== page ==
2) The witness statement was not filled out correctly.
3) Signatories either did not belong to the party or had already signed prior for a competing candidate.
4) Improper binding / cover sheet.

There are other possibilities, but there is a primer. It's an annoying, time-consuming, and expensive, but not really an overly complicated process.

georgetheatheist said...

Thanks for that info. "Overly complicated"? Still seems complicated though to me. I still wonder why the 22-year old Mayersohn contender had 1500 signatures declared invalid.

Anonymous said...

NYC's Democrat Party domination has done wonders for it for the last 75 years, similar to Detroit, Philly and Chicago!

Jon Torodash said...

George, You are right that it's definitely more complicated than it has to be. Technology could help, but it invariably becomes a money pit for any candidate, no matter how frugal he or she is, unless there are a lot of volunteers ready to put in long hours.

Signature challenges are a primary means whereby veteran politicians can knock outsiders out of the running. Ruben Wills did so successfully in D28 back in 2009 with fisticuffs and in 2013, and there was a stir in D7 with one of the candidates that I heard about. It's hard to say without getting the documentation from the BOE what sunk Mayersohn. The challenge is entirely a legal one, which can become a full-blown battle with lawyers and expert testimony. This is probably why when Spitzer began collecting only 4 days before they were all due, he paid a king's ransom in order to garner 10x the required amount so that Stringer wouldn't even think of wasting his time at that juncture. And this may in fact be common. There is also a window in which to file a motion that the signatures are invalid, so mustering the man-power to go through the evidence would itself not be worth it in most cases. Sometimes, when you're caught you can pass the buck.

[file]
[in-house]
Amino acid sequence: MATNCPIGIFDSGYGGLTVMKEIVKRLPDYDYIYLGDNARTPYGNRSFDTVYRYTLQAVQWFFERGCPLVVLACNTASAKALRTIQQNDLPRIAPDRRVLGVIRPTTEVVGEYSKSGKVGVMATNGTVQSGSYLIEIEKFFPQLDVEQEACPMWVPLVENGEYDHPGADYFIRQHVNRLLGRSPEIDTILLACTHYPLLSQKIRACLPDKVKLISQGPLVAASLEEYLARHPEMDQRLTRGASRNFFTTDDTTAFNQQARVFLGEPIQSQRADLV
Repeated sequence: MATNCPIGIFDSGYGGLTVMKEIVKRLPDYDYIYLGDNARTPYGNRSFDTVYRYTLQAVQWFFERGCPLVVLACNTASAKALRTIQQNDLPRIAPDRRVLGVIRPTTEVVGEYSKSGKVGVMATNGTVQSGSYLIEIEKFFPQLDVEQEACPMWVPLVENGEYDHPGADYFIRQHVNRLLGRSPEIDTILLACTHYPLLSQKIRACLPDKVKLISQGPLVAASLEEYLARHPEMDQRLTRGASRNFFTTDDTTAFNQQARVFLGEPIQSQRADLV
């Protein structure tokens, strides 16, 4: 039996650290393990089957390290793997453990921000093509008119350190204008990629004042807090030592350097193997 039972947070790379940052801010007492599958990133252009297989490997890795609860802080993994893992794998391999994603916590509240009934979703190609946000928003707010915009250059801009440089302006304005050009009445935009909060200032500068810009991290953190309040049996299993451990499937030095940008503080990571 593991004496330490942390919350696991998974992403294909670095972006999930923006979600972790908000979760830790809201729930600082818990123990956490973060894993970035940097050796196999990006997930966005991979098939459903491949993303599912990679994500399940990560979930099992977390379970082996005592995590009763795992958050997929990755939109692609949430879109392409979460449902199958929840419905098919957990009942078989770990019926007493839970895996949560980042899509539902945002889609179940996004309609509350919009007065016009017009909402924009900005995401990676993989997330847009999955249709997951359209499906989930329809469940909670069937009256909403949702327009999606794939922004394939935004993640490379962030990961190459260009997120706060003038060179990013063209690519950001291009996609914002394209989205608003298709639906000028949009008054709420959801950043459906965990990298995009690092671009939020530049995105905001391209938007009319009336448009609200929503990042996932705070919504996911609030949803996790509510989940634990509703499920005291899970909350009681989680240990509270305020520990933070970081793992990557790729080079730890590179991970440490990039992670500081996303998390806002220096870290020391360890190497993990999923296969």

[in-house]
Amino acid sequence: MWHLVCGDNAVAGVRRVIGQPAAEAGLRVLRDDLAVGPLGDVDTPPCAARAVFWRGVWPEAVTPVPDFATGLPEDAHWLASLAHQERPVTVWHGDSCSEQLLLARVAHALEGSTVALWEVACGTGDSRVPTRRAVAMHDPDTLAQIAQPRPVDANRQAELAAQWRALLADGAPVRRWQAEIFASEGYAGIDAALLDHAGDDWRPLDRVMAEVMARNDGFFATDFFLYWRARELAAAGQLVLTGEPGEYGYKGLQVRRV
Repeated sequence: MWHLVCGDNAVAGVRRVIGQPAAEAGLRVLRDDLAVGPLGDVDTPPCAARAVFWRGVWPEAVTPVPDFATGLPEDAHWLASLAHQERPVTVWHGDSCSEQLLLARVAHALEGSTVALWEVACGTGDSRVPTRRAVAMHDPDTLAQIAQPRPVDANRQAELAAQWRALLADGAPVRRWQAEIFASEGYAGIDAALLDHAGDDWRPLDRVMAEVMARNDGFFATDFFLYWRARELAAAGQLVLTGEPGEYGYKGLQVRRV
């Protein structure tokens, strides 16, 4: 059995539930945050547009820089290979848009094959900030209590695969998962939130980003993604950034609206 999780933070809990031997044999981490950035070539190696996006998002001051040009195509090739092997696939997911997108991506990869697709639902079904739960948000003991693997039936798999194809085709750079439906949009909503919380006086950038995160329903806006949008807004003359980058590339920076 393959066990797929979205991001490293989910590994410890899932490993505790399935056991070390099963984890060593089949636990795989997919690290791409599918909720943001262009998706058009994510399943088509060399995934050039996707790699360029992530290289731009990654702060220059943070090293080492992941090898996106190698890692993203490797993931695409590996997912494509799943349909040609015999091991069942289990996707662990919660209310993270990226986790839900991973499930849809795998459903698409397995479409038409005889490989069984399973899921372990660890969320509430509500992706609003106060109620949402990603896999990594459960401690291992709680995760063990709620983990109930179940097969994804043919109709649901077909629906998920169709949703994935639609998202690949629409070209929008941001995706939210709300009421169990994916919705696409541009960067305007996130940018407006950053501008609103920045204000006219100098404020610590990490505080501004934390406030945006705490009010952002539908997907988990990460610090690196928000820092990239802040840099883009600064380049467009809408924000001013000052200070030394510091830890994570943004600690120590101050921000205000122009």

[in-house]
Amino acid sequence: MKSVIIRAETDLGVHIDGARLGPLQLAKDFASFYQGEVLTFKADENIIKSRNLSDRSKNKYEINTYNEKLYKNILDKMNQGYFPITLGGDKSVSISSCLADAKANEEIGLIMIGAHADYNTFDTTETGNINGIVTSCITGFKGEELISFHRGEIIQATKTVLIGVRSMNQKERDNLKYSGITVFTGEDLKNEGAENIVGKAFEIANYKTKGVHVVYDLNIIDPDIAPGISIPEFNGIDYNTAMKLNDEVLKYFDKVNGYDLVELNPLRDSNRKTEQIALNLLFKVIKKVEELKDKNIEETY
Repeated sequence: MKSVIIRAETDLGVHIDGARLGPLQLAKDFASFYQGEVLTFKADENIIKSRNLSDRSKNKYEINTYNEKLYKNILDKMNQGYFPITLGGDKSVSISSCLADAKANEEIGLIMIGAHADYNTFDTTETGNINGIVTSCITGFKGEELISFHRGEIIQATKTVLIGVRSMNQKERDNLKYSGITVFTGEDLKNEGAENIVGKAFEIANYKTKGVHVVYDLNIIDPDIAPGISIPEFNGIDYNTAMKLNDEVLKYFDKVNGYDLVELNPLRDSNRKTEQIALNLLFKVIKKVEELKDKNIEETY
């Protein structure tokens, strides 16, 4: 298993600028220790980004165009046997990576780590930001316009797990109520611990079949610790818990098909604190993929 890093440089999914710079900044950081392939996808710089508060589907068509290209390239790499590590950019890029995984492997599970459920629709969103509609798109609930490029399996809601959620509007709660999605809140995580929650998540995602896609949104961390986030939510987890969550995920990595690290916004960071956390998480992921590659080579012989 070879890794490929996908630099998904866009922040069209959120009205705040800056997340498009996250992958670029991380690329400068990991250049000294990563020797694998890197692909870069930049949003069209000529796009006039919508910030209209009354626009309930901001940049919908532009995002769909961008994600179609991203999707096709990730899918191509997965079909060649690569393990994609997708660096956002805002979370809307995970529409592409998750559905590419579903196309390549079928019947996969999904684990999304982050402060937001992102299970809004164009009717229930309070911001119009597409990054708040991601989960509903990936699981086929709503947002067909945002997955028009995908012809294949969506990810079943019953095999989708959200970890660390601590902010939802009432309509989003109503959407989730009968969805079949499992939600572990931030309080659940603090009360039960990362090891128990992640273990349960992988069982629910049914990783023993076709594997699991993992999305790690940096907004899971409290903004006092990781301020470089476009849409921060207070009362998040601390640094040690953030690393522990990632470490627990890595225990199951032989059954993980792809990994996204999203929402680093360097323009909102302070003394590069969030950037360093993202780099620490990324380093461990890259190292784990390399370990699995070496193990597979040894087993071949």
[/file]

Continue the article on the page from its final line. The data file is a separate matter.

A more underdog-friendly guide which all potential candidates should know about is here.

georgetheatheist said...

Thanks again. See readers? The Queens Crap blog site is s-o-o-o educational!

But really, Jon Torodash, "gathering" signatures in this digital age is s-o-o-o analog, no? Does one have to be a citizen to register or will that new municipal ID card suffice?


Mike Francesa said...

Somehow I find it unlikely that the government would actually check one signature let alone 1500 when they barely do any work in the first place.

Jon Torodash said...

Thanks for your kind words, George. I figured, having gone through the process myself, that there might be a few Queenscrap readers out there who have toyed with the idea to run and might be interested in my experience.